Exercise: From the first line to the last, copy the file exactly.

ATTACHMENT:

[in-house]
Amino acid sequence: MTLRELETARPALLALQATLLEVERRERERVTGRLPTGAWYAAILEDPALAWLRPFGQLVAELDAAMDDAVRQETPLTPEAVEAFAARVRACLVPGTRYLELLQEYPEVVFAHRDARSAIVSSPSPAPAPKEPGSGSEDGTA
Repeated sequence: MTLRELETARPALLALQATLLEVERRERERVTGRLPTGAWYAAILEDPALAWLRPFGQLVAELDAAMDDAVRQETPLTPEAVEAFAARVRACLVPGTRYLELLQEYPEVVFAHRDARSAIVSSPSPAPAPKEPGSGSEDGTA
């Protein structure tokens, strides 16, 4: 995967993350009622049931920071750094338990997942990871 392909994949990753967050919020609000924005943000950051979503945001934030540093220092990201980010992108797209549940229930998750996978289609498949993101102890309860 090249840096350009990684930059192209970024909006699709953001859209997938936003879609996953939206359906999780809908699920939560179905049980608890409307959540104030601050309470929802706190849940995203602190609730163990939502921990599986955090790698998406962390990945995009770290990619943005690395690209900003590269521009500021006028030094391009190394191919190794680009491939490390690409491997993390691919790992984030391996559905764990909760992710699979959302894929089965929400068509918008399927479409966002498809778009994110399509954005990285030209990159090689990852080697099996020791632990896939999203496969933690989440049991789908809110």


[in-house]
Amino acid sequence: MTLRELETARPALLALQATLLEVERRERERVTGRLPTGAWYAAILEDPALAWLRPFGQLVAELDAAMDDAVRQETPLTPEAVEAFAARVRACLVPGTRYLELLQEYPEVVFAHRDARSAIVSSPSPAPAPKEPGSGSEDGTA
Repeated sequence: MTLRELETARPALLALQATLLEVERRERERVTGRLPTGAWYAAILEDPALAWLRPFGQLVAELDAAMDDAVRQETPLTPEAVEAFAARVRACLVPGTRYLELLQEYPEVVFAHRDARSAIVSSPSPAPAPKEPGSGSEDGTA
């Protein structure tokens, strides 16, 4: 995967993350009622049931920071750094338990997942990871 392909994949990753967050919020609000924005943000950051979503945001934030540093220092990201980010992108797209549940229930998750996978289609498949993101102890309860 090249840096350009990684930059192209970024909006699709953001859209997938936003879609996953939206359906999780809908699920939560179905049980608890409307959540104030601050309470929802706190849940995203602190609730163990939502921990599986955090790698998406962390990945995009770290990619943005690395690209900003590269521009500021006028030094391009190394191919190794680009491939490390690409491997993390691919790992984030391996559905764990909760992710699979959302894929089965929400068509918008399927479409966002498809778009994110399509954005990285030209990159090689990852080697099996020791632990896939999203496969933690989440049991789908809110």